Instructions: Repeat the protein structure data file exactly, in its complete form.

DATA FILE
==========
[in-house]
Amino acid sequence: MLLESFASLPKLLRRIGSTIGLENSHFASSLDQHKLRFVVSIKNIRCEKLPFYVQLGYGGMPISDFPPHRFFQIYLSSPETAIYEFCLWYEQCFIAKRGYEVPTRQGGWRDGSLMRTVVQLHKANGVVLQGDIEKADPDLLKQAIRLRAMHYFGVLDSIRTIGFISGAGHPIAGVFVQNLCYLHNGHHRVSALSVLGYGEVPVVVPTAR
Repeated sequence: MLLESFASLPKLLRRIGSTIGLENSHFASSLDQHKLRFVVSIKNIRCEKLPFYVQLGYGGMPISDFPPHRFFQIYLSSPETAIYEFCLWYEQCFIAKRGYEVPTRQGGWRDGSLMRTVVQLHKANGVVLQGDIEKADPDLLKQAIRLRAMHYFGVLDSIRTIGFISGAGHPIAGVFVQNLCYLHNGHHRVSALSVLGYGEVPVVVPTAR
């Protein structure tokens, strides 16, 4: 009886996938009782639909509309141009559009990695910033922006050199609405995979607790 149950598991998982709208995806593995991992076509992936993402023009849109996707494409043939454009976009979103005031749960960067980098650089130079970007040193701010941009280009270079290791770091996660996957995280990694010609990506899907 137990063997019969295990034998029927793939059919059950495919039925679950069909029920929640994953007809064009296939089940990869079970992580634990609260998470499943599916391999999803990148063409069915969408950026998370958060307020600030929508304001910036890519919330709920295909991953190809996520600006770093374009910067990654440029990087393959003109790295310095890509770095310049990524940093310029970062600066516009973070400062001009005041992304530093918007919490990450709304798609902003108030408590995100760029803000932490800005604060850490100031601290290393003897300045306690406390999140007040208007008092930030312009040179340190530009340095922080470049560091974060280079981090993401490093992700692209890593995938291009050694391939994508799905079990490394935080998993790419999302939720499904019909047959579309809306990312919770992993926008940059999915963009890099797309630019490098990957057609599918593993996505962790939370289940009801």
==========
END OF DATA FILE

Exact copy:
[in-house]
Amino acid sequence: MLLESFASLPKLLRRIGSTIGLENSHFASSLDQHKLRFVVSIKNIRCEKLPFYVQLGYGGMPISDFPPHRFFQIYLSSPETAIYEFCLWYEQCFIAKRGYEVPTRQGGWRDGSLMRTVVQLHKANGVVLQGDIEKADPDLLKQAIRLRAMHYFGVLDSIRTIGFISGAGHPIAGVFVQNLCYLHNGHHRVSALSVLGYGEVPVVVPTAR
Repeated sequence: MLLESFASLPKLLRRIGSTIGLENSHFASSLDQHKLRFVVSIKNIRCEKLPFYVQLGYGGMPISDFPPHRFFQIYLSSPETAIYEFCLWYEQCFIAKRGYEVPTRQGGWRDGSLMRTVVQLHKANGVVLQGDIEKADPDLLKQAIRLRAMHYFGVLDSIRTIGFISGAGHPIAGVFVQNLCYLHNGHHRVSALSVLGYGEVPVVVPTAR
């Protein structure tokens, strides 16, 4: 009886996938009782639909509309141009559009990695910033922006050199609405995979607790 149950598991998982709208995806593995991992076509992936993402023009849109996707494409043939454009976009979103005031749960960067980098650089130079970007040193701010941009280009270079290791770091996660996957995280990694010609990506899907 137990063997019969295990034998029927793939059919059950495919039925679950069909029920929640994953007809064009296939089940990869079970992580634990609260998470499943599916391999999803990148063409069915969408950026998370958060307020600030929508304001910036890519919330709920295909991953190809996520600006770093374009910067990654440029990087393959003109790295310095890509770095310049990524940093310029970062600066516009973070400062001009005041992304530093918007919490990450709304798609902003108030408590995100760029803000932490800005604060850490100031601290290393003897300045306690406390999140007040208007008092930030312009040179340190530009340095922080470049560091974060280079981090993401490093992700692209890593995938291009050694391939994508799905079990490394935080998993790419999302939720499904019909047959579309809306990312919770992993926008940059999915963009890099797309630019490098990957057609599918593993996505962790939370289940009801």